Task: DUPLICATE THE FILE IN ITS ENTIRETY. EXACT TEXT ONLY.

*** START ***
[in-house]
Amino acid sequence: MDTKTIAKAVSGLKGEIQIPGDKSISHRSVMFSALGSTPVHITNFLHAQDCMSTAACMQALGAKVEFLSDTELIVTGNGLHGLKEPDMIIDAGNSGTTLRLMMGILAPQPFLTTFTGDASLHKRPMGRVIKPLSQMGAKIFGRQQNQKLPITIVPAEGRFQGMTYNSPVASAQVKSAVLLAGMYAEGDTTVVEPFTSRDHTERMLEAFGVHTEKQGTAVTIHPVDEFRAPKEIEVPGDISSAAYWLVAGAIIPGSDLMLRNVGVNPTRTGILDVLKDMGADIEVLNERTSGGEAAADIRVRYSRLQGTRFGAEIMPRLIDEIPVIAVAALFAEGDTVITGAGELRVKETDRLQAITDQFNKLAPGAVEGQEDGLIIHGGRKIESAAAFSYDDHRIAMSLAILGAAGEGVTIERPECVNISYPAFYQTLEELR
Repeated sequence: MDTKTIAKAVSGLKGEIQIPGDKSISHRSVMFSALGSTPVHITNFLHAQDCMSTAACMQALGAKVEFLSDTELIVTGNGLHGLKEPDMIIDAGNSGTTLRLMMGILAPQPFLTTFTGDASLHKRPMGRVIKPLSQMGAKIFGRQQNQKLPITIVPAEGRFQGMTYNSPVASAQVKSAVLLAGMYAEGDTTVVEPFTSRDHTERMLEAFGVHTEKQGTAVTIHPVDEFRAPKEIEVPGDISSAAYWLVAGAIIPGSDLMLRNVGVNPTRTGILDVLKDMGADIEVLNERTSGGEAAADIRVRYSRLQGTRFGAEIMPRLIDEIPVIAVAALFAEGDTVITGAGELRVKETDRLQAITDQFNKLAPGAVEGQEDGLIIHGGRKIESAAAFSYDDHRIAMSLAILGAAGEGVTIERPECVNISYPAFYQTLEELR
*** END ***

[in-house]
Amino acid sequence: MDTKTIAKAVSGLKGEIQIPGDKSISHRSVMFSALGSTPVHITNFLHAQDCMSTAACMQALGAKVEFLSDTELIVTGNGLHGLKEPDMIIDAGNSGTTLRLMMGILAPQPFLTTFTGDASLHKRPMGRVIKPLSQMGAKIFGRQQNQKLPITIVPAEGRFQGMTYNSPVASAQVKSAVLLAGMYAEGDTTVVEPFTSRDHTERMLEAFGVHTEKQGTAVTIHPVDEFRAPKEIEVPGDISSAAYWLVAGAIIPGSDLMLRNVGVNPTRTGILDVLKDMGADIEVLNERTSGGEAAADIRVRYSRLQGTRFGAEIMPRLIDEIPVIAVAALFAEGDTVITGAGELRVKETDRLQAITDQFNKLAPGAVEGQEDGLIIHGGRKIESAAAFSYDDHRIAMSLAILGAAGEGVTIERPECVNISYPAFYQTLEELR
Repeated sequence: MDTKTIAKAVSGLKGEIQIPGDKSISHRSVMFSALGSTPVHITNFLHAQDCMSTAACMQALGAKVEFLSDTELIVTGNGLHGLKEPDMIIDAGNSGTTLRLMMGILAPQPFLTTFTGDASLHKRPMGRVIKPLSQMGAKIFGRQQNQKLPITIVPAEGRFQGMTYNSPVASAQVKSAVLLAGMYAEGDTTVVEPFTSRDHTERMLEAFGVHTEKQGTAVTIHPVDEFRAPKEIEVPGDISSAAYWLVAGAIIPGSDLMLRNVGVNPTRTGILDVLKDMGADIEVLNERTSGGEAAADIRVRYSRLQGTRFGAEIMPRLIDEIPVIAVAALFAEGDTVITGAGELRVKETDRLQAITDQFNKLAPGAVEGQEDGLIIHGGRKIESAAAFSYDDHRIAMSLAILGAAGEGVTIERPECVNISYPAFYQTLEELR